Albrecht von Gräfe
Born(1828-05-22)22 May 1828
Died20 July 1870(1870-07-20) (aged 42)
Berlin, Brandenburg
Alma materHumboldt University of Berlin
Known fortreatment of glaucoma
Scientific career
InfluencesJohannes Müller, Carl Ferdinand von Arlt
InfluencedJohann Friedrich Horner, Richard Liebreich, Michele Del Monte, Julius Jacobson

Friedrich Wilhelm Ernst Albrecht von Gräfe,[1] often Anglicized to Graefe[2] (22 May 1828 – 20 July 1870), was a Prussian pioneer of German ophthalmology. Graefe was born in Finkenheerd, Brandenburg, the son of Karl Ferdinand von Graefe (1787–1840). He was the father of the far right politician Albrecht von Graefe (1868–1933).


At the University of Berlin, Graefe studied philosophy, logic, natural sciences and anatomy, under notable names such as Dove, H. Rose, Müller, and Schlemm, eventually obtaining his medical doctorate in 1847. He continued his studies at Prague, Paris, Vienna and London, and having devoted special attention to ophthalmology, in 1850, he began to practice as an oculist in Berlin. Here, he founded a private institution for the treatment of eyes.[3] During the same year, he received his habilitation with the thesis Über die Wirkung der Augenmuskeln.[4]

In 1858 he became an associate professor of ophthalmology at the Charité in Berlin, where in 1866 he was appointed a full professor.[5] In 1870, he was elected a foreign member of the Royal Swedish Academy of Sciences.

In 1862 he married Anna Knuth. The couple had three children, two of whom died in infancy.

Graefe died in Berlin from pulmonary tuberculosis on 20 July 1870. His grave is preserved in the Protestant Friedhof II der Jerusalems- und Neuen Kirchengemeinde (Cemetery No. II of the congregations of Jerusalem's Church and New Church) in Berlin-Kreuzberg, south of Hallesches Tor.

Memorial at the Charité Berlin by Rudolf Siemering
Memorial at the Charité Berlin by Rudolf Siemering


Cataract knife according to Graefe
Cataract knife according to Graefe

Graefe made many contributions to ophthalmological science, being considered one of the more important (if not the most important) figures in 19th century ophthalmology. Among his achievements were a method of treating glaucoma and a new operation for cataract.[3]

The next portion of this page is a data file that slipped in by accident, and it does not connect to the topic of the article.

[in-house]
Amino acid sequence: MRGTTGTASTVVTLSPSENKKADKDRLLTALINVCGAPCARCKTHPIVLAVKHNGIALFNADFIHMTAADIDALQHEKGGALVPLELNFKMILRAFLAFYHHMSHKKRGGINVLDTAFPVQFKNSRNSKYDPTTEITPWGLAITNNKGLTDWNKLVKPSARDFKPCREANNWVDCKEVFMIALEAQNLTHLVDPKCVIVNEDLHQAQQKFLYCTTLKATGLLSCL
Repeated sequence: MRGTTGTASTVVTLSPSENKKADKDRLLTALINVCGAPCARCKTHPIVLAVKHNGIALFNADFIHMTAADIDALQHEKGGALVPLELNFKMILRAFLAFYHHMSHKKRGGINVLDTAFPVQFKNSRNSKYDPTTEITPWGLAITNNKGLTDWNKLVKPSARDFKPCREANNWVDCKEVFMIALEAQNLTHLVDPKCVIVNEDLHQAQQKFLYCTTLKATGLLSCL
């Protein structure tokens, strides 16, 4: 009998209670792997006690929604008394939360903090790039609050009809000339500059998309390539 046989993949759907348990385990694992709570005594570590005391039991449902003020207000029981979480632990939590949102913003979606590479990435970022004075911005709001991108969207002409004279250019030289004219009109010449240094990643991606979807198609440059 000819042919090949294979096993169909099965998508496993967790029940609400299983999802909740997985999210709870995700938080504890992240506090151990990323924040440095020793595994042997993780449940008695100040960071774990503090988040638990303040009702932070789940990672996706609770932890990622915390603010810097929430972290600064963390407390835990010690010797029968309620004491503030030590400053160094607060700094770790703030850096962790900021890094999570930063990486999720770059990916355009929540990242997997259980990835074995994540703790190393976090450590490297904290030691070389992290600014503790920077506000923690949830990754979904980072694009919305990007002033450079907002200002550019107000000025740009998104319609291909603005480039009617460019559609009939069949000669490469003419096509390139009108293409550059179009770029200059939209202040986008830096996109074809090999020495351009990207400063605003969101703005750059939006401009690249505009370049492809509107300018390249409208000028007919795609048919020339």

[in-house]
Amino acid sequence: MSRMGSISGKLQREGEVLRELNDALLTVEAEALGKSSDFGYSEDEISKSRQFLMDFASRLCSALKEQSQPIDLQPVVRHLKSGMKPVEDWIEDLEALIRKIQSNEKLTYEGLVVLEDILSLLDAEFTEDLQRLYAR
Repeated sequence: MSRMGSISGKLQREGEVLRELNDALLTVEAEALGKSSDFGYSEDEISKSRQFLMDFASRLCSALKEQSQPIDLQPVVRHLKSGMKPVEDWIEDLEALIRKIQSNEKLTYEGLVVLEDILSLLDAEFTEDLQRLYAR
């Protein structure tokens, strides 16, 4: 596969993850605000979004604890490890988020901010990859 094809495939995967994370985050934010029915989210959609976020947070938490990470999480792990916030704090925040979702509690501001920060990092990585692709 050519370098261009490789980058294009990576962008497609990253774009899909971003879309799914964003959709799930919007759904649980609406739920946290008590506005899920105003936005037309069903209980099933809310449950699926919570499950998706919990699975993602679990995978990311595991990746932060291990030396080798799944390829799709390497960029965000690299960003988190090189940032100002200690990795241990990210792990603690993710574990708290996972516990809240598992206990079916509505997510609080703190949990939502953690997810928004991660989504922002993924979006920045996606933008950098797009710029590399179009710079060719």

He introduced iridectomy for glaucoma,[6] identified retardation of the eyelid in Basedow's disease,[5] and described the combination of retinitis pigmentosa and perceptive deafness in Usher's syndrome.[7] Also, he provided early descriptions of optic neuritis (1860),[8] chronic progressive external ophthalmoplegia (1868).[9] and papilledema (involving four patients with brain tumor and a swelling of the optic disc).[5][10] In addition, he is credited with design of a specialized knife, the "Von Graefe knife", for cataract surgery.[11] This knife was used till the 1960s. The eponymous "Gräfe's sign" is associated with Graves-Basedow disease.[12]

In 1855 he founded the Archiv für Ophthalmologie, in which Carl Ferdinand von Arlt (1812–1887) and Franciscus Donders (1818–1889) collaborated. In 1863 he founded the Deutsche Ophtalmologische Gesellschaft.[5]


  1. ^ Baynes, T. S.; Smith, W.R., eds. (1880). "Gräfe, Albrecht von" . Encyclopædia Britannica. 11 (9th ed.). New York: Charles Scribner's Sons.
  2. ^ See the article on Ä.
  3. ^ a b Chisholm, Hugh, ed. (1911). "Gräfe, Albrecht von" . Encyclopædia Britannica. 12 (11th ed.). Cambridge University Press. p. 315.
  4. ^ Biography and bibliography in the Virtual Laboratory of the Max Planck Institute for the History of Science
  5. ^ a b c d Albrecht von Graefe @ Who Named It
  6. ^ Medical disctionary Graefe's operation
  7. ^ Usher's syndrome @ Who Named It
  8. ^ Optic Neuritis: Historical Aspects J Neuroophthalmol 2001 December;21(4):302–309
  9. ^ MR of Extraocular Muscles in Chronic Progressive External Ophthalmoplegia AJNR Am J Neuroradiol 19:95–99, January 1998
  10. ^ Cyber-Sight Orbis Archived 4 July 2013 at Papilledema
  11. ^ ASCRS Eye World Archived 3 March 2016 at the Wayback Machine Graefe honored for advances in ophthalmology
  12. ^ Graefe's sign at WhoNamedIt

Further reading